You guys are missing the meta-message: take business cues from street people. Our point-of-sale employees have found betterment through asking for spare change immediately after each transaction. Some will mumble "God bless" afterwards though we've found that only marginally more effective than snarling afterwards. A small cottage industry has sprung up in our fashion district offering "new, sanitarily soiled" garments with "authentic urine smell."

Sadly, livin' on the streets ain't no joke: I doubt our hero here has kicked a dime in kickback for the inspiration.
posted by Ogre Lawless at 10:05 AM on January 11, 2011


Being the only employee of your own business doesn't immediately put you above the poverty line.

His grandfather was an architect and dabbled in the stock market. I believe him that they may have had periods of poor cash flow. That doesn't take away his class privilege.
posted by serazin at 10:08 AM on January 11, 2011


Lessons from Metafilter: Sucess makes you a despicable piece of shit who should grovel for forgiveness.

Christ, what a pack of arseholes.
posted by rodgerd at 10:19 AM on January 11, 2011 [1 favorite]


Sucess makes you a despicable piece of shit who should grovel for forgiveness.

Yes, that is exactly what we have said. You are good at accurately and dispassionately summarizing a conversation! Not even the slightest hint of a straw man argument!
posted by muddgirl at 10:33 AM on January 11, 2011


On a less-sarcastic note, many people seem to be confusing criticism of a blog post with criticism of the author or subject of a blog post. It's a common error to make.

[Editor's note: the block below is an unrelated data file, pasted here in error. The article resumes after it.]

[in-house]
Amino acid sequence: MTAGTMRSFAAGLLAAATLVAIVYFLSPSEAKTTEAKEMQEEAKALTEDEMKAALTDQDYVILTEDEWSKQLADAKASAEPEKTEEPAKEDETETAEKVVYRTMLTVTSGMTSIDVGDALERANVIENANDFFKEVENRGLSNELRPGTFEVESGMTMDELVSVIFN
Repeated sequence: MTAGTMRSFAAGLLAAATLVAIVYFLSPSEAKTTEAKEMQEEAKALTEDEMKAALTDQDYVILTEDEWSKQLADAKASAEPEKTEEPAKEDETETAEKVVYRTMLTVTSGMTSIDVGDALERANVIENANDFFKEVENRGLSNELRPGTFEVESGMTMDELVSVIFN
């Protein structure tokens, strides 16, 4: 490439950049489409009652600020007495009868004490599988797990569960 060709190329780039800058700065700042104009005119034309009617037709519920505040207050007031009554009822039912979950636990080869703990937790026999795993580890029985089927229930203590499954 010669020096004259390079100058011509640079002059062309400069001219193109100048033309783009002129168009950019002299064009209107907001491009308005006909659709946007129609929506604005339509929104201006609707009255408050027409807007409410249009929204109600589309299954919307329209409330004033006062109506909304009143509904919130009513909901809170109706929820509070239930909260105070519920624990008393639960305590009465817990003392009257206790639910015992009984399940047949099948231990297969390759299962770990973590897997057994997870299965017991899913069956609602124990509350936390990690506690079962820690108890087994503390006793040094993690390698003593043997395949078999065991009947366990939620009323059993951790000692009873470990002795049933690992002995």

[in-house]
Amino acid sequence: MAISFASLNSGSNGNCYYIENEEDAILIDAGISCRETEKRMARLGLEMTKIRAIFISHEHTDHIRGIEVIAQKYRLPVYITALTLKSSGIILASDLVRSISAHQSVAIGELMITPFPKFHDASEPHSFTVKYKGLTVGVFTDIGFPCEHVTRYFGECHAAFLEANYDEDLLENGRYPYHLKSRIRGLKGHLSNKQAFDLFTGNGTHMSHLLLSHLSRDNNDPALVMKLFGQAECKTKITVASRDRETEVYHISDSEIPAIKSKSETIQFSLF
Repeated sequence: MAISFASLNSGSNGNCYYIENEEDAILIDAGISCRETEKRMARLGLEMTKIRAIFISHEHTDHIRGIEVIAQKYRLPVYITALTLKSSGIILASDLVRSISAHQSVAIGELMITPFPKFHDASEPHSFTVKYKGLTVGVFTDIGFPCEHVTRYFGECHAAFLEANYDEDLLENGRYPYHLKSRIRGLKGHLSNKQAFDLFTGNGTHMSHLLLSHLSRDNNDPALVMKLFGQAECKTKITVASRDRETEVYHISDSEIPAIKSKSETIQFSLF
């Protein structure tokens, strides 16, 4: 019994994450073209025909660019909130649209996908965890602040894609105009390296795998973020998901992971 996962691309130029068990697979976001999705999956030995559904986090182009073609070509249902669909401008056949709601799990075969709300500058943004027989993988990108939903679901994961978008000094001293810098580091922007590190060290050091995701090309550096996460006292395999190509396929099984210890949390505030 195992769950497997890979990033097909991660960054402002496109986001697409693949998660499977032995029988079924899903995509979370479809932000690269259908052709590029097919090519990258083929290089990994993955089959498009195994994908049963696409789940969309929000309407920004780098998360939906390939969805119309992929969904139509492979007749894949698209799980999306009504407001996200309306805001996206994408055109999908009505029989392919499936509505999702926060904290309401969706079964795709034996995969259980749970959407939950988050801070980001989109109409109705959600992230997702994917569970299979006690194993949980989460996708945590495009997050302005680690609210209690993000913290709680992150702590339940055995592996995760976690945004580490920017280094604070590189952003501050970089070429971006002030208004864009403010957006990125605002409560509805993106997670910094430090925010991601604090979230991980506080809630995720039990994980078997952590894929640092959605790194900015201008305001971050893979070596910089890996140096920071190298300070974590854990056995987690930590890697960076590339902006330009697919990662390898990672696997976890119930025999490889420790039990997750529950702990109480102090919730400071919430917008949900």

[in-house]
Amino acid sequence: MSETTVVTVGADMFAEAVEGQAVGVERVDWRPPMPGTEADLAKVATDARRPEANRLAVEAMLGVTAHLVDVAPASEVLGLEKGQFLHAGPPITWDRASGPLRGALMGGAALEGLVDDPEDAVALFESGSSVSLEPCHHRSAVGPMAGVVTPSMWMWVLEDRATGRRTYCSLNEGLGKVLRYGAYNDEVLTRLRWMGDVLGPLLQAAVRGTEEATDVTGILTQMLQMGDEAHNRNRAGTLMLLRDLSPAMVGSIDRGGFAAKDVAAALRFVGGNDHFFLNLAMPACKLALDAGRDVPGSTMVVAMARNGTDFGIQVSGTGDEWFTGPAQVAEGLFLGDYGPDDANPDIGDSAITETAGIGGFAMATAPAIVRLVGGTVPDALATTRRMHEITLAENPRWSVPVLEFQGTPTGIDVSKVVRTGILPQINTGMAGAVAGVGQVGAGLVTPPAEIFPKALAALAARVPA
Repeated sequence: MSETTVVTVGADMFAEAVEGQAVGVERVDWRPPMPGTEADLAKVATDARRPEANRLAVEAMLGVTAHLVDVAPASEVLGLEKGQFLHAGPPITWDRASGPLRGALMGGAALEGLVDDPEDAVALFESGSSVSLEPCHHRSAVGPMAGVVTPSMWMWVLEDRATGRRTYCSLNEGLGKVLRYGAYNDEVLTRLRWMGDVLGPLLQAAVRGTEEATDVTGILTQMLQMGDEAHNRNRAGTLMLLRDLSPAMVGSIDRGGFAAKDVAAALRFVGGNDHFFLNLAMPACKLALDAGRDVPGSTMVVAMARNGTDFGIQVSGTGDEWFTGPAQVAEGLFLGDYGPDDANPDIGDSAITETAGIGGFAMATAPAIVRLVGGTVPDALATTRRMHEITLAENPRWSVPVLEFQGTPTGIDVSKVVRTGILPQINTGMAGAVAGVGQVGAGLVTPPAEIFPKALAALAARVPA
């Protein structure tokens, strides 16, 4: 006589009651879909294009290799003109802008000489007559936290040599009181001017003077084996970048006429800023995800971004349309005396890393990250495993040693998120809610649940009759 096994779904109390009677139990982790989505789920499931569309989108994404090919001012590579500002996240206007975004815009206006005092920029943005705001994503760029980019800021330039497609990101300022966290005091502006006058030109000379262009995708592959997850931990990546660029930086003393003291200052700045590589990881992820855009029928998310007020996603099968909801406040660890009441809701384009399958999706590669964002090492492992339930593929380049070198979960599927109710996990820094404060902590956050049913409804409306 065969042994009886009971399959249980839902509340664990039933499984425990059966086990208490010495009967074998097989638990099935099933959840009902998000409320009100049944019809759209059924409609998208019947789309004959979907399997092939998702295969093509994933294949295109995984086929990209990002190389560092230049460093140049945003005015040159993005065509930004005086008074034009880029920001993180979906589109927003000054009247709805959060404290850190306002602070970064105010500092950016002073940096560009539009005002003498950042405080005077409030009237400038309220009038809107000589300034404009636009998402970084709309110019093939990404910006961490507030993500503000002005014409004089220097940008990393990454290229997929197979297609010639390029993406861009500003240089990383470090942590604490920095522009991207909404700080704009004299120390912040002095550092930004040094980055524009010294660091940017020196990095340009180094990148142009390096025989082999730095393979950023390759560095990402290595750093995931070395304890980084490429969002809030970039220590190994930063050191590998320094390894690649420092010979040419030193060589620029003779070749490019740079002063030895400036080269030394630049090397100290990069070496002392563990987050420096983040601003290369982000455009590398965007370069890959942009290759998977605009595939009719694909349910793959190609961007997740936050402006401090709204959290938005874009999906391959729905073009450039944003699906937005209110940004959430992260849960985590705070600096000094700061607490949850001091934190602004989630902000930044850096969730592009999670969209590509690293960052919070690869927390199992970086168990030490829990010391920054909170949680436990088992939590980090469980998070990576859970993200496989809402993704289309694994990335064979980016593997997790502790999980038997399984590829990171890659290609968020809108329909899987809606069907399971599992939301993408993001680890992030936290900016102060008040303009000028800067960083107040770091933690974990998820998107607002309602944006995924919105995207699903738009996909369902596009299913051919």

The author of this blog post undeniably has unexamined class privilege that colors his writing. That doesn't make him a monster - just a regular old human being like the rest of us.
posted by muddgirl at 10:37 AM on January 11, 2011


Yes, that is exactly what we have said. You are good at accurately and dispassionately summarizing a conversation! Not even the slightest hint of a straw man argument!

'Douche.' 'Mr. Fancy Pants.' 'Smug prick.' Some conversation.
posted by anigbrowl at 11:38 AM on January 11, 2011 [1 favorite]


Wow, Metafilter really hates successful rich people, huh?
posted by NeonSurge at 12:22 PM on January 11, 2011


"Mr. Fancy Pants" was clearly a HAMBURGER. I can explain the joke but I'm sure you get it.

I concede the other two, and point out that they were 2 comments out of 43, for an asshole ratio of 4.5%. That is incredibly low. I won't count up every comment, but there are more than four OMG YOU GUYS ARE HATERZ replies.
posted by muddgirl at 12:26 PM on January 11, 2011


Wow, Metafilter really hates successful rich people, huh?

I can't speak for metafilter, but I sure do.
posted by serazin at 12:36 PM on January 11, 2011 [4 favorites]


Is it ok if I hate you all for a bit?

...

OK, done. Cheers.
posted by Sebmojo at 12:38 PM on January 11, 2011


This thread makes me like MetaFilter less. That makes me very sad.
posted by swimming naked when the tide goes out at 12:56 PM on January 11, 2011


I'm pretty sure he'd admit luck and the PhDs that created his fortune were almost as responsible for his wealth than him. But, yes, he was in the right place at the right point, He graduated college in '93 and had the ambition that played out well. The same kid, graduating in '06 doing the exact same stuff, exact same intelligence and hard work, exact same persistence has less of a chance. (Gladwell discusses as much in last writings). But, it's nice to know that out in Silicon Ivy League degrees and such are not going to simply open your doors. In the East, in Wall Street/Consulting/Law his resume gets him much less far, even if he skywrote it over Manhattan.
posted by skepticallypleased at 1:29 PM on January 11, 2011


Same kid graduating in 2006 might be working at Twitter or a mobile app developer, to name but two examples. There are always opportunities for the determined seeker. Luck is part of it but so is a willingness to take chances.